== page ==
5:23pm

Sat July 26, 2014
My Big Break

An Idea That Stuck: How A Hymnal Bookmark Helped Inspire The Post-It Note

Originally published on Tue July 29, 2014 5:19 am

As part of a series called "My Big Break," All Things Considered is collecting stories of triumph, big and small. These are the moments when everything seems to click, and people leap forward into their careers.

For Spencer Silver, a retired chemist at 3M, his big break was the Post-it Note.

It all started when he stumbled on a new type of adhesive that used tiny microspheres.

The adhesive was weak enough that Silver could stick it and reapply it to surfaces without leaving behind any residue. But he had a problem: He didn't know what to do with it.

Then, Silver told his colleague Art Fry about the new adhesive.

"Spencer was talking about his adhesive and I learned a little bit about it," says Fry. "With so many new technologies you file them away in your memory bank and then pull them out when you see problems."

That problem came when Fry was singing in a church choir. He had bookmarked his hymnal with little pieces of paper but when it was time to sing, the pieces of paper fell out.

"Everybody else started singing and I'm still trying to find what page we're on," Fry says. "So I'm looking over the guy's shoulder next to me, trying to find the page."

That's when Fry started to wonder if he could create a bookmark that would stick and peel off the pages without tearing the paper.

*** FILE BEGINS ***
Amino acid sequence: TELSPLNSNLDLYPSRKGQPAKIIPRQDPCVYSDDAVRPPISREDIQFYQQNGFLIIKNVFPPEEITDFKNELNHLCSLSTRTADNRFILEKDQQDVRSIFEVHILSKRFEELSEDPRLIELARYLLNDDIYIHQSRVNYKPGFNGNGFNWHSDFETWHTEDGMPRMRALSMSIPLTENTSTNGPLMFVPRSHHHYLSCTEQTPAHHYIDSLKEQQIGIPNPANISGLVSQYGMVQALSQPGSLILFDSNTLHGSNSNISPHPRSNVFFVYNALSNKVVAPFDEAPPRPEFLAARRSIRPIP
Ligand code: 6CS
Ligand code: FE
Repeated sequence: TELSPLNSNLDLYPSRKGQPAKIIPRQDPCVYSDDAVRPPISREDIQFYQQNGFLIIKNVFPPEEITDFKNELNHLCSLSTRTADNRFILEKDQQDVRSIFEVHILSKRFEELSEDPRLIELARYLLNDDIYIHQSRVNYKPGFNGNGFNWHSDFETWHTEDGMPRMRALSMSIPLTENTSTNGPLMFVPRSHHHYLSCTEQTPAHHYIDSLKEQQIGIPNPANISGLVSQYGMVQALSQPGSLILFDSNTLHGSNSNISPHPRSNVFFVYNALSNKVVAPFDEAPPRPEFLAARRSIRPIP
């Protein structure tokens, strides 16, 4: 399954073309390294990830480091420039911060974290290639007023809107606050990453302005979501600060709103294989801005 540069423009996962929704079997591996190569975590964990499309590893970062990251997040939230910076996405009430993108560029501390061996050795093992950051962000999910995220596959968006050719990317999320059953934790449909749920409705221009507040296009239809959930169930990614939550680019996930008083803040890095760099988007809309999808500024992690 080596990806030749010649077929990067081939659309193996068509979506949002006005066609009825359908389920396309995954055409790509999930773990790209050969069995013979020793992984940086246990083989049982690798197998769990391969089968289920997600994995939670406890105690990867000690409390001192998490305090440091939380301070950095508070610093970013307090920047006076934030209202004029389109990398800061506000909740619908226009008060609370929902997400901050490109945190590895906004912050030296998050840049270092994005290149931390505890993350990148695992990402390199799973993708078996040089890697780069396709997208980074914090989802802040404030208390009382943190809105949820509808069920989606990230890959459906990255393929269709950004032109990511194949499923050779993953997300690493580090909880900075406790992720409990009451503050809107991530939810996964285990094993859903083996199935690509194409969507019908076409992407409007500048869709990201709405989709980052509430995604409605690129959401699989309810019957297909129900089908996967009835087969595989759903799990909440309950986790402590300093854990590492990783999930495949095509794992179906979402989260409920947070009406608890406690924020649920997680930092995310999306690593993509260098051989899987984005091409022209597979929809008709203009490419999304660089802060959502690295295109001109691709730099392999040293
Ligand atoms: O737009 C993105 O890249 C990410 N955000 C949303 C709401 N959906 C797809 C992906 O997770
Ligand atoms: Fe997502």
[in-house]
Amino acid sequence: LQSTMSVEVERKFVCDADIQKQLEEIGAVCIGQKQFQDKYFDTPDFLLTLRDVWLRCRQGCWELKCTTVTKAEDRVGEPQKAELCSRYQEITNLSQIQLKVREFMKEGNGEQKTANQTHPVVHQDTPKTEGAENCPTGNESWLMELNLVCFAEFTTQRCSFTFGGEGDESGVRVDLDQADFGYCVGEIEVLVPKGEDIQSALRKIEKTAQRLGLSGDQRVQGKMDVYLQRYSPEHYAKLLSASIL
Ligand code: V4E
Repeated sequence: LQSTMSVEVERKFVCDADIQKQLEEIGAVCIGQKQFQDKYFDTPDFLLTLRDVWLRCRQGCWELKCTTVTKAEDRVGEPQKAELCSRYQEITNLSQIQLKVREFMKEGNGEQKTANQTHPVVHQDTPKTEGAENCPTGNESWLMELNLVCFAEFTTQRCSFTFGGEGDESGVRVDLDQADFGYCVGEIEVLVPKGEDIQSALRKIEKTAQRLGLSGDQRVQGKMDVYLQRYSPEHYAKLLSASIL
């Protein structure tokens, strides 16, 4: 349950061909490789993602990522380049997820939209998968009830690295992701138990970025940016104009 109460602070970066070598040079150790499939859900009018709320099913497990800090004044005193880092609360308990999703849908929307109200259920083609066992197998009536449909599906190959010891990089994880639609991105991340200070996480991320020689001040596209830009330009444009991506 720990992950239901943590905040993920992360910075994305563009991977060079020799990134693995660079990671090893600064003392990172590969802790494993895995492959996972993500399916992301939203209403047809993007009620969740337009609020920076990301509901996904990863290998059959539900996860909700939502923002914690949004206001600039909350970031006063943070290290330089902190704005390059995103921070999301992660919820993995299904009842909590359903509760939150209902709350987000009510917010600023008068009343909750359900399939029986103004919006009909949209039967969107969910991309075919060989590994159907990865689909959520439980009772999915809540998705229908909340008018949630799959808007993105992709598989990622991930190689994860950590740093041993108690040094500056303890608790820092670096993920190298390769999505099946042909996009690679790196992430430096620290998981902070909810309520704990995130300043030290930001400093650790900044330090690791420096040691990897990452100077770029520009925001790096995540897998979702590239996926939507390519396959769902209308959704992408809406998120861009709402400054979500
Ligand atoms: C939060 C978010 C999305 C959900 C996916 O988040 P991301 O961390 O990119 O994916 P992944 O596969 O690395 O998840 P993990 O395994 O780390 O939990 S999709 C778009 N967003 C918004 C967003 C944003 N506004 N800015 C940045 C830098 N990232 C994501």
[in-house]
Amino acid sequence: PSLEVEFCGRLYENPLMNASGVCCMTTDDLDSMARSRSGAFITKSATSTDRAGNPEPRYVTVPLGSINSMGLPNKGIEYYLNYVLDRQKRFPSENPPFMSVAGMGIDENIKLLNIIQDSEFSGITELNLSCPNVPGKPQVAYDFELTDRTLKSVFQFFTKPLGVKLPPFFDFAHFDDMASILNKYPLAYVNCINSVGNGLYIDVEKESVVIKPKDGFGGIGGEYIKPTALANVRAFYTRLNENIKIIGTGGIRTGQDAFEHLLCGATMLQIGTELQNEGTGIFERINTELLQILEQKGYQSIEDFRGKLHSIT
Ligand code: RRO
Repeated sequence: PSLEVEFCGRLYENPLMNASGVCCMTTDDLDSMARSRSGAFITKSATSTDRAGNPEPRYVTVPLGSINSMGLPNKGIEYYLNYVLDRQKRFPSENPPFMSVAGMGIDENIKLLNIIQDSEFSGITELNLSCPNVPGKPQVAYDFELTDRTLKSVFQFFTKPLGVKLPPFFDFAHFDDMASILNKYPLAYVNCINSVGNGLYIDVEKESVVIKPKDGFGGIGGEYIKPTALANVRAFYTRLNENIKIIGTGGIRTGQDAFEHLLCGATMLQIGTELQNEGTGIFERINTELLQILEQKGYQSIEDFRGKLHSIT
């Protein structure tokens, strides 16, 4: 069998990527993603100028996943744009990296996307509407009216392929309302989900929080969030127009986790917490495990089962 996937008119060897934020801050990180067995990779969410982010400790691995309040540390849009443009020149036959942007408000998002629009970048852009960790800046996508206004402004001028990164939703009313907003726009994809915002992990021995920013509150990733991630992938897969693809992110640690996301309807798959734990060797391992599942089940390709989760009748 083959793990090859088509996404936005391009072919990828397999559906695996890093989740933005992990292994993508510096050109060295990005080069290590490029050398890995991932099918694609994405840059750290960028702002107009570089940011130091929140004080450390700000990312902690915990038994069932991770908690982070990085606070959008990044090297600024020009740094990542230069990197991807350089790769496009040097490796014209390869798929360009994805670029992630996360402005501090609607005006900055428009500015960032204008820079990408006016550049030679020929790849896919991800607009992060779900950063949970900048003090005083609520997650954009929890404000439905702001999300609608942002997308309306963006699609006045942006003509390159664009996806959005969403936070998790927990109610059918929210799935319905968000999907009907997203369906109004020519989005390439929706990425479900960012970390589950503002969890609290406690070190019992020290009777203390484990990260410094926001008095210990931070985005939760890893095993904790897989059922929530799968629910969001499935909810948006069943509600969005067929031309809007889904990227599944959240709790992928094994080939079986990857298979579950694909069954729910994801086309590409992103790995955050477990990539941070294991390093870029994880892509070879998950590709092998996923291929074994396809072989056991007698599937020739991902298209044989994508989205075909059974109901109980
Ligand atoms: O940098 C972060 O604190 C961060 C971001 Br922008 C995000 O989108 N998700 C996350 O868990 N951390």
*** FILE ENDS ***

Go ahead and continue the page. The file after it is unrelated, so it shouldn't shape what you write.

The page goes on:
He thought of Silver's new microsphere adhesive, and began creating some prototype products.

"I was able to make rudimentary bookmarks at that time and discovered that they weren't just bookmarks, but they were self-attaching notes," he says. "... We could make labels out of them."

The Post-it note was born. But the new product was far from an overnight success.

"It took close to seven years before I had this adhesive on a prototype product like Art developed," says Silver. "And then it took him about six or seven years before it actually went out into the field."

"We had to develop the primers, the backside coating and the machines to make it," Fry says.

Their patience paid off — and Fry says he's just glad he found a solution to his bookmark problem.

"You know, I've got notes that I applied to books in 1974 and they still come off and they still can be re-stuck," he says.

For Silver, he enjoys seeing Post-it Notes in the movies.

"You go to a movie theater, you see somebody's computer screen covered in Post-it Notes," Silver says. "I saw one spy movie where the buxom German spy had a Post-it Note that was folded up in her cleavage so when she leaned back, it exposed the message and then when she leaned forward, it was hidden again."

Fry says he gets a lot of satisfaction from his invention. "An inventor has a chance to intercede in people's lives with their ideas," he says.

Silver agrees. "Part of you is out there in the world," he says. "Now, my adhesive, which previously didn't exist, is out there forever."

Copyright 2014 NPR. To see more, visit http://www.npr.org/.

Transcript

ERIC WESTERVELT, HOST:

It's ALL THINGS CONSIDERED from NPR West. Thanks for listening. I'm Eric Westervelt. Time now for our latest installment of our series My Big Break about triumphs big and small. For Spencer Silver, a retired chemist at 3M, his big break was the Post-it note. It all started when he stumbled on a new type of adhesive that used microspheres.